Skip to main content

Family Stress

  • Reference work entry

Synonyms

Family change or transition

Definition

Family stress is defined as disturbance in the steady state of the family system. The disturbance can emerge from the outside context (e.g., war, unemployment), from inside the family (e.g., death; divorce), or both simultaneously. In any case, the family system’s equilibrium is threatened or disturbed. Family stress is therefore also defined as change in the family’s equilibrium. Such change can be expected (as with the birth of a baby) or unexpected (as with winning a lottery).

While transitions and change are inherently stressful, the impact can be positive or negative. The sources of stress, whether they are volitional or unwanted, clear or ambiguous, predictable or unforeseen, all influence the outcome. And even with unexpected disasters, some families, depending on their coping strategies and resiliency, have the capacity to bend with the pressure and become stronger for it. Family stress then is by itself a neutral construct, but...

This is a preview of subscription content, log in via an institution.

Buying options

Chapter
USD   29.95
Price excludes VAT (USA)
  • Available as PDF
  • Read on any device
  • Instant download
  • Own it forever
eBook
USD   6,499.99
Price excludes VAT (USA)
  • Available as EPUB and PDF
  • Read on any device
  • Instant download
  • Own it forever
Hardcover Book
USD   8,999.99
Price excludes VAT (USA)
  • Durable hardcover edition
  • Dispatched in 3 to 5 business days
  • Free shipping worldwide - see info

Tax calculation will be finalised at checkout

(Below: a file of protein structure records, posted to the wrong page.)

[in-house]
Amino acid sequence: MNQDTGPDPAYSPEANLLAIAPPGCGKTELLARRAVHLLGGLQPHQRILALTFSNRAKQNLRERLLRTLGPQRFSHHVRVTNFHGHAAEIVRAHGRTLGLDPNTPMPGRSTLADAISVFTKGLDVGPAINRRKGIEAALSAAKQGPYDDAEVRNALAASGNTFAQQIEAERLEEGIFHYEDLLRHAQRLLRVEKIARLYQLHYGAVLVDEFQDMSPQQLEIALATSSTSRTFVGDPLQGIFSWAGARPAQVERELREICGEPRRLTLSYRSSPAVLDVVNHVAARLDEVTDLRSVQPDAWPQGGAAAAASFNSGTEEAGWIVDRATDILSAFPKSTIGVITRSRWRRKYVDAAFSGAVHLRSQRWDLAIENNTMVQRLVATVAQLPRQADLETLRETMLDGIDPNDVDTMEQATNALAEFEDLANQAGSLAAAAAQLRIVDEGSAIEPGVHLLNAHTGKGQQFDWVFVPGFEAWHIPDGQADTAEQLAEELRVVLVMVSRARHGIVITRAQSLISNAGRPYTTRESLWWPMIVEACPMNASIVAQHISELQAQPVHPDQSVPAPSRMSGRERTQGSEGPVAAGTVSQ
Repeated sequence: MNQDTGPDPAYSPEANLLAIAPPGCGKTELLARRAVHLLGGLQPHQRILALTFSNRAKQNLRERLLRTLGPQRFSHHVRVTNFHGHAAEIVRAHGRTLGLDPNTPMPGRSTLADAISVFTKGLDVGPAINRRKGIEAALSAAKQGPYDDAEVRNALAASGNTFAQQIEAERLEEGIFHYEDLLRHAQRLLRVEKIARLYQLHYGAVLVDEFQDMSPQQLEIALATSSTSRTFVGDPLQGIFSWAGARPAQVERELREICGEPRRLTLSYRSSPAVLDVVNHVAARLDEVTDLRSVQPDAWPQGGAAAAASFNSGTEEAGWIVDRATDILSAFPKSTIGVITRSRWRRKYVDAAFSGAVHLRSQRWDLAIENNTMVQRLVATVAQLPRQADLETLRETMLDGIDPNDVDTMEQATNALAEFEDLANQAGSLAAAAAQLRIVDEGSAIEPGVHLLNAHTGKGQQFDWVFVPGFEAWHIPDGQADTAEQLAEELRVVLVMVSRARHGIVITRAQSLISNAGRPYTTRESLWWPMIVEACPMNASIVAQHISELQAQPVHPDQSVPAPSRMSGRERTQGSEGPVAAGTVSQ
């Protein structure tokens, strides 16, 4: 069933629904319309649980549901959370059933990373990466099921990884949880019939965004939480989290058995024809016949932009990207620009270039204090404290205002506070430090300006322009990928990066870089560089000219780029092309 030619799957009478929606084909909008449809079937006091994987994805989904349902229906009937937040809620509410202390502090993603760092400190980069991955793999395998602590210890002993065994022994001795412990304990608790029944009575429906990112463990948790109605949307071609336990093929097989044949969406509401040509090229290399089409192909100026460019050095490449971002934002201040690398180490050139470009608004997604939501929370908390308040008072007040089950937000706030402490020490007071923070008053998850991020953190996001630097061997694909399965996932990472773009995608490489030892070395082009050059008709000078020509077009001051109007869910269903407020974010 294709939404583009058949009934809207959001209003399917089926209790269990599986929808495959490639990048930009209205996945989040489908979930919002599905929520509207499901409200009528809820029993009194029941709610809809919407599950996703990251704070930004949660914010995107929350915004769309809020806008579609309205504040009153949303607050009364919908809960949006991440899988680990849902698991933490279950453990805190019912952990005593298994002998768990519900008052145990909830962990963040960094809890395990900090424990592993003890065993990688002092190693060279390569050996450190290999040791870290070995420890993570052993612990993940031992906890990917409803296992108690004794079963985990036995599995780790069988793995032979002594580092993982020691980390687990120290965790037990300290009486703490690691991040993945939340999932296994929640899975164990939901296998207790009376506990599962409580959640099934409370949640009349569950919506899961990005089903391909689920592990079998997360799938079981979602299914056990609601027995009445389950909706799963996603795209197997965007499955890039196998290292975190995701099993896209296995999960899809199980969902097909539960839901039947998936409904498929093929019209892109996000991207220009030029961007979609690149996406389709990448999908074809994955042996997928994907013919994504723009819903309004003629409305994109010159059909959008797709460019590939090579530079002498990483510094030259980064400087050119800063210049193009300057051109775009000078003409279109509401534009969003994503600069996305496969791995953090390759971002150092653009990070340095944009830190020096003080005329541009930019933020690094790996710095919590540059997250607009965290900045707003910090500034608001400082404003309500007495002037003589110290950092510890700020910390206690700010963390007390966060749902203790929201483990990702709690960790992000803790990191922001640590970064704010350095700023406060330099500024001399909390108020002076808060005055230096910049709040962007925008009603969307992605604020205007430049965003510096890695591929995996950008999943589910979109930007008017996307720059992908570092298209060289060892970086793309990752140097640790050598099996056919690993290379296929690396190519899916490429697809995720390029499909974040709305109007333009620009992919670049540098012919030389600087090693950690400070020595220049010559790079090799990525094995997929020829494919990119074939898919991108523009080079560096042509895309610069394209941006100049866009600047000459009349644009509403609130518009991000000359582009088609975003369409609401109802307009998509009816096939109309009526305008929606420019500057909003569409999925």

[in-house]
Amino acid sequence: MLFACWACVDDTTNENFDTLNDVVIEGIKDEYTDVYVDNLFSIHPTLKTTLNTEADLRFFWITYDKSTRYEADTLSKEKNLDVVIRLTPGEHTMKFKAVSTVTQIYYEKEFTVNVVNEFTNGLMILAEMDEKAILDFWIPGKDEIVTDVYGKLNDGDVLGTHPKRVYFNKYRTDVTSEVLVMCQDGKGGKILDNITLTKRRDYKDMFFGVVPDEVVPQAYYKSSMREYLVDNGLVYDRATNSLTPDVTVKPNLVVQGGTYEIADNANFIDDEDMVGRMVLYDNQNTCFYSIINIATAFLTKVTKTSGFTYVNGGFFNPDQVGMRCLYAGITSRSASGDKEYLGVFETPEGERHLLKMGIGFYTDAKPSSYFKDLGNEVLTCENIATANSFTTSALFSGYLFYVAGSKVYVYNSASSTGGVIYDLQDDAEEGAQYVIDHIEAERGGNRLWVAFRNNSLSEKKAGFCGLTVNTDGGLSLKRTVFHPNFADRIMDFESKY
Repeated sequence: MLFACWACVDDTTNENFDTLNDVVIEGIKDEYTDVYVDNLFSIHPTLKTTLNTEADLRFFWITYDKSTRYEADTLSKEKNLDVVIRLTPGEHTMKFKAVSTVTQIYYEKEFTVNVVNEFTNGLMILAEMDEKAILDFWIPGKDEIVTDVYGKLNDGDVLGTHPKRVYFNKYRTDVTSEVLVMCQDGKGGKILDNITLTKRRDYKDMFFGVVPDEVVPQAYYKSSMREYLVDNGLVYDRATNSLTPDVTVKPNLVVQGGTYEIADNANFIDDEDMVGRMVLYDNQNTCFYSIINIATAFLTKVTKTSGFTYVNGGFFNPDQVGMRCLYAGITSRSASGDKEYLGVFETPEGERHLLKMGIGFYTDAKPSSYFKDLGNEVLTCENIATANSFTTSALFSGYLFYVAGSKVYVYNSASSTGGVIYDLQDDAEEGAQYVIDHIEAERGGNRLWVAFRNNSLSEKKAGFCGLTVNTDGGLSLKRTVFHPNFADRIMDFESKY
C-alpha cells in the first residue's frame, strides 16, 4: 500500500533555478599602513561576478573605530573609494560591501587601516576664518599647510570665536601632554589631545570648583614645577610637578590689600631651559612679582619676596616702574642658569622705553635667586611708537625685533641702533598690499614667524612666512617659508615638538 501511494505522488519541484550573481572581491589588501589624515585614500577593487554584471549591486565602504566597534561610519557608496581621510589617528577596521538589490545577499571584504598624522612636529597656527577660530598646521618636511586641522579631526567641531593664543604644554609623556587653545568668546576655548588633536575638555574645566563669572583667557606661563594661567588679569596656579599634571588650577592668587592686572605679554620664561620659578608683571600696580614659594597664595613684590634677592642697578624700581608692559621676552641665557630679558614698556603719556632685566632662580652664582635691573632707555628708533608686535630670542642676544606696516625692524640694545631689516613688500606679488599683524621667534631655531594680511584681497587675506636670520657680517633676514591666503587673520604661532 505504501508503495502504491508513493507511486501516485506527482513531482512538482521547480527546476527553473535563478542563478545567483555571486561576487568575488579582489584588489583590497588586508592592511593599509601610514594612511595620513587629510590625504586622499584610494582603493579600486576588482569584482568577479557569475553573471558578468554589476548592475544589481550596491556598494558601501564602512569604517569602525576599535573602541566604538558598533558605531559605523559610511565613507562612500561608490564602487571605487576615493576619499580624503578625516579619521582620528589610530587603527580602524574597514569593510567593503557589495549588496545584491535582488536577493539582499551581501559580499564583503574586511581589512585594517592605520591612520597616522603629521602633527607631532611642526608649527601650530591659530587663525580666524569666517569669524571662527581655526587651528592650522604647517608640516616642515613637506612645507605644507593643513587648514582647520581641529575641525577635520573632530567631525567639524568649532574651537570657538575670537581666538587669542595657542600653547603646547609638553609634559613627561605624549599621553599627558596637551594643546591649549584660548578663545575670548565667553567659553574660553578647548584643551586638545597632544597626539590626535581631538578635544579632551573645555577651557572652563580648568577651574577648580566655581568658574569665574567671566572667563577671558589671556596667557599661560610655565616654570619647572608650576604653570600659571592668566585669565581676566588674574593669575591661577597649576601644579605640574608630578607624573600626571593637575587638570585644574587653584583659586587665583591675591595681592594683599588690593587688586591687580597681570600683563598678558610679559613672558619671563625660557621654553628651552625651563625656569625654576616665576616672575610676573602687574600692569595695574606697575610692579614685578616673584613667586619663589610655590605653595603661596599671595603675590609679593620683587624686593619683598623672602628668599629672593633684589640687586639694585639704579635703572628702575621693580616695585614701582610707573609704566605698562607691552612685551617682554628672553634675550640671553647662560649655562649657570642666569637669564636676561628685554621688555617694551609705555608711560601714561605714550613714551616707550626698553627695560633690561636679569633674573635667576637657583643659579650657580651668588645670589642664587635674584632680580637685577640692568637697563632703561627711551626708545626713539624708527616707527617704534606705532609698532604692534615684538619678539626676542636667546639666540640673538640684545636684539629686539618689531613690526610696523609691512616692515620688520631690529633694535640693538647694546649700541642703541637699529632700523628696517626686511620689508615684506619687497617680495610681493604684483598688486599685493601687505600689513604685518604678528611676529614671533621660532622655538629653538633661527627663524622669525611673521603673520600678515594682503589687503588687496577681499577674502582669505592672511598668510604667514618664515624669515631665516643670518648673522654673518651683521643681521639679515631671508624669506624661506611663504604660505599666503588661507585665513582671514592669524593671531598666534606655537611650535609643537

Purchases are for personal use only

Learn about institutional subscriptions

References

  • Antonovsky, A., & Sourani, T. (1988). Family sense of coherence and family adaptation. Journal of Marriage and the Family, 50, 79–92.

    Google Scholar 

  • Bonanno, B. A., Papa, A., & O’Neill, K. (2001). Loss and human resilience. Applied and Preventive Psychology, 10(3), 193–206.

    Google Scholar 

  • Bonanno, G. A. (2004). Loss, trauma, and human resilience: Have we underestimated the human capacity to thrive after extremely aversive events? American Psychologist, 59(1), 20–28.

    Google Scholar 

  • Boss, P. (1987). Family stress: Perception and context. In M. Sussman & S. Steinmetz (Eds.), Handbook of marriage and family (pp. 695–723). New York: Plenum.

    Google Scholar 

  • Boss, P. (1988). Family stress management. Thousand Oaks, CA: Sage.

    Google Scholar 

  • Boss, P. (1992). Primacy of perception in family stress theory and measurement. Journal of Family Psychology, 6(2), 113–119.

    Google Scholar 

  • Boss, P. (1999). Ambiguous loss. Cambridge, MA: Harvard University Press.

    Google Scholar 

  • Boss, P. (2002). Family stress management. Thousand Oaks, CA: Sage.

    Google Scholar 

  • Boss, P. (2006). Loss, trauma, and resilience. New York: Norton.

    Google Scholar 

  • Boss, P. (2011). Loving someone who has dementia: How to find hope while coping with stress and grief. San Francisco: Jossey-Bass.

    Google Scholar 

  • Boss, P., & Mulligan, C. (2003). Family stress: Classic and contemporary readings. Thousand Oaks, CA: Sage.

    Google Scholar 

  • Burr, W. (1973). Theory construction and the sociology of the family. New York: Wiley.

    Google Scholar 

  • Carroll, J. S., Olson, C. D., & Buckmiller, N. (2007). Family boundary ambiguity: A 30-year review of theory, research, and measurement. Family Relations, 56(2), 210–230.

    Google Scholar